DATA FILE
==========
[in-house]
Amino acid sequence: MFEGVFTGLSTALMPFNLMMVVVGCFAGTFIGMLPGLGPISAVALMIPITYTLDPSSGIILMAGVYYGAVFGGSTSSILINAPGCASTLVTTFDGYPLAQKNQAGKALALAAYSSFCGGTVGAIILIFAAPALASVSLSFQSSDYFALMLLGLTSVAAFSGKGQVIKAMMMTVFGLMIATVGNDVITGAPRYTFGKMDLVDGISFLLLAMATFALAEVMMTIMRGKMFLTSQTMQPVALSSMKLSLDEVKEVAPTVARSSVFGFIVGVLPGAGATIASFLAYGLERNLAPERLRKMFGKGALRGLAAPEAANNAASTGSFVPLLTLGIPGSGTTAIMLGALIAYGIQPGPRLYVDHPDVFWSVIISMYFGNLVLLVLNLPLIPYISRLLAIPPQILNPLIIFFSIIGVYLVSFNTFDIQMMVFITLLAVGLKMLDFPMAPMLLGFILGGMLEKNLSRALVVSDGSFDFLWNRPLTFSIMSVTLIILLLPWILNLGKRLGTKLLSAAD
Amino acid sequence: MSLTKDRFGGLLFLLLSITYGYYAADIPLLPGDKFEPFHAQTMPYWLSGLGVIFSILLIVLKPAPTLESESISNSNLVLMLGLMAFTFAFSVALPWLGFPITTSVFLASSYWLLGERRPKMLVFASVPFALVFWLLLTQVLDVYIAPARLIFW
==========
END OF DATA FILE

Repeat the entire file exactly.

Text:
[in-house]
Amino acid sequence: MFEGVFTGLSTALMPFNLMMVVVGCFAGTFIGMLPGLGPISAVALMIPITYTLDPSSGIILMAGVYYGAVFGGSTSSILINAPGCASTLVTTFDGYPLAQKNQAGKALALAAYSSFCGGTVGAIILIFAAPALASVSLSFQSSDYFALMLLGLTSVAAFSGKGQVIKAMMMTVFGLMIATVGNDVITGAPRYTFGKMDLVDGISFLLLAMATFALAEVMMTIMRGKMFLTSQTMQPVALSSMKLSLDEVKEVAPTVARSSVFGFIVGVLPGAGATIASFLAYGLERNLAPERLRKMFGKGALRGLAAPEAANNAASTGSFVPLLTLGIPGSGTTAIMLGALIAYGIQPGPRLYVDHPDVFWSVIISMYFGNLVLLVLNLPLIPYISRLLAIPPQILNPLIIFFSIIGVYLVSFNTFDIQMMVFITLLAVGLKMLDFPMAPMLLGFILGGMLEKNLSRALVVSDGSFDFLWNRPLTFSIMSVTLIILLLPWILNLGKRLGTKLLSAAD
Amino acid sequence: MSLTKDRFGGLLFLLLSITYGYYAADIPLLPGDKFEPFHAQTMPYWLSGLGVIFSILLIVLKPAPTLESESISNSNLVLMLGLMAFTFAFSVALPWLGFPITTSVFLASSYWLLGERRPKMLVFASVPFALVFWLLLTQVLDVYIAPARLIFW